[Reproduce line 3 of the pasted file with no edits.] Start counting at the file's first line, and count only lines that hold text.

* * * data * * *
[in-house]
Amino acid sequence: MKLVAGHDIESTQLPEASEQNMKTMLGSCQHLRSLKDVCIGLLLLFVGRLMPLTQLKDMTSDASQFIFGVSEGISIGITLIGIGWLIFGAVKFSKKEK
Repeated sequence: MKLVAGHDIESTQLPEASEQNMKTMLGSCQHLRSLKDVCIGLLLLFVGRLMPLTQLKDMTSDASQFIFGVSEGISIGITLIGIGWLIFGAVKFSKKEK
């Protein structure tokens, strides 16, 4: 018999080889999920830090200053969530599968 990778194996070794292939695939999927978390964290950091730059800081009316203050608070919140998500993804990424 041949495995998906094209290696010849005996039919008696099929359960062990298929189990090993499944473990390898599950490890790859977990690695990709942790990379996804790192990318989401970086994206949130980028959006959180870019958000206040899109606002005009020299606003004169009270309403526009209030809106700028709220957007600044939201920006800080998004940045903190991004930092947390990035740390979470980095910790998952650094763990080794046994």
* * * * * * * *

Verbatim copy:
Repeated sequence: MKLVAGHDIESTQLPEASEQNMKTMLGSCQHLRSLKDVCIGLLLLFVGRLMPLTQLKDMTSDASQFIFGVSEGISIGITLIGIGWLIFGAVKFSKKEK